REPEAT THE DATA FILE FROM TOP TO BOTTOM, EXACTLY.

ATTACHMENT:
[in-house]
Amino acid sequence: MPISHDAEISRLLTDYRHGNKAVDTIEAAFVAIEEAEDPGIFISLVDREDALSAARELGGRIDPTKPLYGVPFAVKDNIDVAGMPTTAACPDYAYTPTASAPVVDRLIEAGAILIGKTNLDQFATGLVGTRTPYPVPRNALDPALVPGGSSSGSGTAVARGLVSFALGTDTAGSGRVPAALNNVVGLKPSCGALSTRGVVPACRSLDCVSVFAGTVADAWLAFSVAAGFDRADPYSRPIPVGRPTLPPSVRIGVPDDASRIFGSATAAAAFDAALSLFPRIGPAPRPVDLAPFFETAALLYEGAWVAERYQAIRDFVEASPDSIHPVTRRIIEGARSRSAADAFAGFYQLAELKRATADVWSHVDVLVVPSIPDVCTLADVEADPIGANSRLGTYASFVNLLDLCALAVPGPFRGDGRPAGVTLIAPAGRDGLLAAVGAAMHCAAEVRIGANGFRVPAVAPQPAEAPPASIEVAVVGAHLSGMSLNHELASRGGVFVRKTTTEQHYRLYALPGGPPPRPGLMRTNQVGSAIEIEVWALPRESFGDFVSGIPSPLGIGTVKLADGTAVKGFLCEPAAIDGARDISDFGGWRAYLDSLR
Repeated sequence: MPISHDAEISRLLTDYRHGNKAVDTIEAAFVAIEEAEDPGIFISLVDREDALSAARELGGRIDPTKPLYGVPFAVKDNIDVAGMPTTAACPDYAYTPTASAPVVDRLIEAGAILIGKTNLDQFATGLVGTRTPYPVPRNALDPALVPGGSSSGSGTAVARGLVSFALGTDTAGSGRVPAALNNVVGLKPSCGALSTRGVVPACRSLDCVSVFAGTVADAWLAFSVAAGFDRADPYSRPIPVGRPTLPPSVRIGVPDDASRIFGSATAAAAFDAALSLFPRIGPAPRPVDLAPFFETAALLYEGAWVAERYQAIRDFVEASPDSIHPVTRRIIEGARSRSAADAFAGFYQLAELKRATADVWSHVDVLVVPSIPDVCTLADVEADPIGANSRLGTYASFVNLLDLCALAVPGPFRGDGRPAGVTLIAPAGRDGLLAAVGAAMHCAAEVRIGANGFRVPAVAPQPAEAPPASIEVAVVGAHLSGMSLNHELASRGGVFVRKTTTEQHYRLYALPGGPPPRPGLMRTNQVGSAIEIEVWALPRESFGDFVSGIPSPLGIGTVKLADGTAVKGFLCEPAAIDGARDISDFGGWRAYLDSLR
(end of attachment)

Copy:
[in-house]
Amino acid sequence: MPISHDAEISRLLTDYRHGNKAVDTIEAAFVAIEEAEDPGIFISLVDREDALSAARELGGRIDPTKPLYGVPFAVKDNIDVAGMPTTAACPDYAYTPTASAPVVDRLIEAGAILIGKTNLDQFATGLVGTRTPYPVPRNALDPALVPGGSSSGSGTAVARGLVSFALGTDTAGSGRVPAALNNVVGLKPSCGALSTRGVVPACRSLDCVSVFAGTVADAWLAFSVAAGFDRADPYSRPIPVGRPTLPPSVRIGVPDDASRIFGSATAAAAFDAALSLFPRIGPAPRPVDLAPFFETAALLYEGAWVAERYQAIRDFVEASPDSIHPVTRRIIEGARSRSAADAFAGFYQLAELKRATADVWSHVDVLVVPSIPDVCTLADVEADPIGANSRLGTYASFVNLLDLCALAVPGPFRGDGRPAGVTLIAPAGRDGLLAAVGAAMHCAAEVRIGANGFRVPAVAPQPAEAPPASIEVAVVGAHLSGMSLNHELASRGGVFVRKTTTEQHYRLYALPGGPPPRPGLMRTNQVGSAIEIEVWALPRESFGDFVSGIPSPLGIGTVKLADGTAVKGFLCEPAAIDGARDISDFGGWRAYLDSLR
Repeated sequence: MPISHDAEISRLLTDYRHGNKAVDTIEAAFVAIEEAEDPGIFISLVDREDALSAARELGGRIDPTKPLYGVPFAVKDNIDVAGMPTTAACPDYAYTPTASAPVVDRLIEAGAILIGKTNLDQFATGLVGTRTPYPVPRNALDPALVPGGSSSGSGTAVARGLVSFALGTDTAGSGRVPAALNNVVGLKPSCGALSTRGVVPACRSLDCVSVFAGTVADAWLAFSVAAGFDRADPYSRPIPVGRPTLPPSVRIGVPDDASRIFGSATAAAAFDAALSLFPRIGPAPRPVDLAPFFETAALLYEGAWVAERYQAIRDFVEASPDSIHPVTRRIIEGARSRSAADAFAGFYQLAELKRATADVWSHVDVLVVPSIPDVCTLADVEADPIGANSRLGTYASFVNLLDLCALAVPGPFRGDGRPAGVTLIAPAGRDGLLAAVGAAMHCAAEVRIGANGFRVPAVAPQPAEAPPASIEVAVVGAHLSGMSLNHELASRGGVFVRKTTTEQHYRLYALPGGPPPRPGLMRTNQVGSAIEIEVWALPRESFGDFVSGIPSPLGIGTVKLADGTAVKGFLCEPAAIDGARDISDFGGWRAYLDSLR